NEW YORK – For more than two decades, former NXIVM president Nancy Salzman was known as “Prefect” in the cult-like personal growth organization she founded in Colonie with Keith Raniere.
As Salzman awaits sentencing for racketeering conspiracy in a federal courtroom in Brooklyn, the Halfmoon woman is about to gain a new title: Grandma.
An attorney for Salzman has asked Senior U.S. District Judge Nicholas Garaufis if the ex-NXIVM president could be allowed a bail modification so that she may be with her daughter, Michelle, for the birth of her daughter’s first child.
The lawyer, Robert A. Soloway, requested Salzman be allowed to accompany her daughter to a local hospital for the baby's birth and delivery, "including staying overnight with her daughter as desired during the infancy of the child so as to help her daughter and son-in-law, and to bond with her first grandchild," according to court papers filed in U.S. District Court in Brooklyn.
The daughter, Michelle Salzman, who is married to former NXIVM member Ben Myers, is due to give birth Aug. 1 or earlier, the motion said.
The 66-year-old Nancy Salzman, who c0-founded NXIVM in 1998, pleaded guilty on March 13, 2018 to one count of racketeering conspiracy. Her underlying acts included conspiring to commit identity theft to obtain names and passwords of email accounts of perceived "enemies" of NXIVM, and conspiring to alter records for use in an official proceeding, which was a lawsuit against cult expert Rick Ross, court papers show.
Under federal sentencing guidelines, Salzman faces 33 to 41 months in prison. She could face a substantially less stringent term depending on her level of cooperation with federal prosecutors. On Wednesday, for instance, the judge sentenced former NXIVM insider Allison Mack, a former actress on the television show "Smallville," to three years in prison for her guilty pleas to racketeering and racketeering conspiracy. She faced 14 to 17 and a half years in prison under the guidelines but received leniency due to her cooperation and acceptance of responsibility.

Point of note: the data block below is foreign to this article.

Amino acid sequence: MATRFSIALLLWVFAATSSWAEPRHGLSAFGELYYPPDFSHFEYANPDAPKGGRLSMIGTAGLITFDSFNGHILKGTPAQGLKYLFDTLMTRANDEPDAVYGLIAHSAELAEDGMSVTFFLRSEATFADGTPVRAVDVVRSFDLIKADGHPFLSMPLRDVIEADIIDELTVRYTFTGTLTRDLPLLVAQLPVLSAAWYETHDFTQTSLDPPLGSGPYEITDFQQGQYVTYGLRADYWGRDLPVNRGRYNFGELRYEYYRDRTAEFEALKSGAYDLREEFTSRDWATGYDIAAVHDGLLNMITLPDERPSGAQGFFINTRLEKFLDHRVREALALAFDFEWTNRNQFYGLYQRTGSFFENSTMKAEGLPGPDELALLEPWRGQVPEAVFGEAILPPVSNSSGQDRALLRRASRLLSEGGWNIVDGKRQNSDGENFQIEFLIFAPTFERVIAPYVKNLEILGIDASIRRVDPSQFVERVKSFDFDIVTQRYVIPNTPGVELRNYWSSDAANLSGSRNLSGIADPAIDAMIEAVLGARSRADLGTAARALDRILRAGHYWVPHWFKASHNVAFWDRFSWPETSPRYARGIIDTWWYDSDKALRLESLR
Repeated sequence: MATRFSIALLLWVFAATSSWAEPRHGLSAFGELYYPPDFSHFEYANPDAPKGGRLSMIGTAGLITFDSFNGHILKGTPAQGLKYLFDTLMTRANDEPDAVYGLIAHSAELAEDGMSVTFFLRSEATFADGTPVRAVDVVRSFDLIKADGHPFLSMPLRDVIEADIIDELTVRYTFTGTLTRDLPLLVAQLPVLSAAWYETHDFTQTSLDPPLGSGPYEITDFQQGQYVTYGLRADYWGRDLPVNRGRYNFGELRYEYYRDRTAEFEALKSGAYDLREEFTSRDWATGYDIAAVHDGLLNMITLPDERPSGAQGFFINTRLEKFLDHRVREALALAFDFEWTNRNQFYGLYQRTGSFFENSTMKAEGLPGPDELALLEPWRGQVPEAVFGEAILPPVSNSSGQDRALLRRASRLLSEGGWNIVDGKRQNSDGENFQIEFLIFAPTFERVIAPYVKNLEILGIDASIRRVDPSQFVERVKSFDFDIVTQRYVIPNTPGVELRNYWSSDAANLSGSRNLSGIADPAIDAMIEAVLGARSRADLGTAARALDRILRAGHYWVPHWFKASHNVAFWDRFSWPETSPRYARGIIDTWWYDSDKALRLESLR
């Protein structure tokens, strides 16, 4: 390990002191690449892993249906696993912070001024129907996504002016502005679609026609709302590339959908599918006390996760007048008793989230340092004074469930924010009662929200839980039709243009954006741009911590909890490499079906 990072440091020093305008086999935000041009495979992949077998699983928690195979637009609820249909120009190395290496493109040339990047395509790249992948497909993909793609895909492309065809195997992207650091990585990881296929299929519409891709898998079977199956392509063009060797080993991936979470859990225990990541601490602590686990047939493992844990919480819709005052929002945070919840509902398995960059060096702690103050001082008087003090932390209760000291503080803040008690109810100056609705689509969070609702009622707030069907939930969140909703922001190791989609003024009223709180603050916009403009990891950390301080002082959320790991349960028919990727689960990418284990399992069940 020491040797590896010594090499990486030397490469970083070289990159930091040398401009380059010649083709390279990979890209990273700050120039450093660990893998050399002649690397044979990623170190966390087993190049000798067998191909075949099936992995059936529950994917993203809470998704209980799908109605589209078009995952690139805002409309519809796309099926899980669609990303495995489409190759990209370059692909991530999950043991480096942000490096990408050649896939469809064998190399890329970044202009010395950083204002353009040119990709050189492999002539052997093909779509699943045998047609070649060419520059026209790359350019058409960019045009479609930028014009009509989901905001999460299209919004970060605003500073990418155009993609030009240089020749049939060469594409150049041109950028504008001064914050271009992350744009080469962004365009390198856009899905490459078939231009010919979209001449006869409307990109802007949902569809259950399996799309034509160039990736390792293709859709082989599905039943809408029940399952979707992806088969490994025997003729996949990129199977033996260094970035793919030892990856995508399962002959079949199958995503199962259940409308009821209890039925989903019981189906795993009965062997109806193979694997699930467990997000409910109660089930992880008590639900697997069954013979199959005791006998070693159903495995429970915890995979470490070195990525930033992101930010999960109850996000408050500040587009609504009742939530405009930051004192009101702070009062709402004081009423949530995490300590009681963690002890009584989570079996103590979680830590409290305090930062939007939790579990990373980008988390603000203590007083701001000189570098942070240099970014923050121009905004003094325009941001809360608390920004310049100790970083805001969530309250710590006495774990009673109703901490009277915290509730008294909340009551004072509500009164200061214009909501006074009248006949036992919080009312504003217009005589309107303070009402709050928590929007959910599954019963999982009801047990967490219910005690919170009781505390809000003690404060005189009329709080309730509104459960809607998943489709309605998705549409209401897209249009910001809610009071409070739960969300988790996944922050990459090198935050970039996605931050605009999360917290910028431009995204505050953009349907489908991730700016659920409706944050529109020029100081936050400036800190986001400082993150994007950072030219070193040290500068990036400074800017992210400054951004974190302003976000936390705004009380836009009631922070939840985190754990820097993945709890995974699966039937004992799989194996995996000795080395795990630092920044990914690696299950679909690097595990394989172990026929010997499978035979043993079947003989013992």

At her guilty plea, Salzman told the judge that when she first began working in NXIVM she believed she was helping people – and said she still believed some of what NXIVM did was good.
"The problem began when I compromised my principles and did things which I knew or should have known were wrong. I justified them to myself by saying that what we were doing was for the greater good," Salzman said. "Now, having had time to step back from the community I was immersed in for nearly 20 years, I accept that some of things I did were not just wrong but criminal."
Salzman’s other daughter, Lauren Salzman, the government’s star witness against Raniere at his 2019 trial, is scheduled to be sentenced for racketeering and racketeering conspiracy on July 28 by Garaufis.
Raniere, 60, who was convicted of all charges including sex trafficking, forced labor conspiracy and racketeering, is serving 120 years in federal prison in Arizona. He has just hired new lawyers, Marc Fernich and Jeffrey H. Lichtman, the former of whom represented financier Jeffrey Epstein, the notorious late sex offender.
Former NXIVM operations director, Clare Bronfman, is serving six years and nine months in prison for conspiracy to conceal and harbor illegal aliens for financial gain, and fraudulent use of identification,
Nancy Salzman and former NXIVM bookkeeper Kathy Russell await sentencing, but no dates have been set for yet for those proceedings.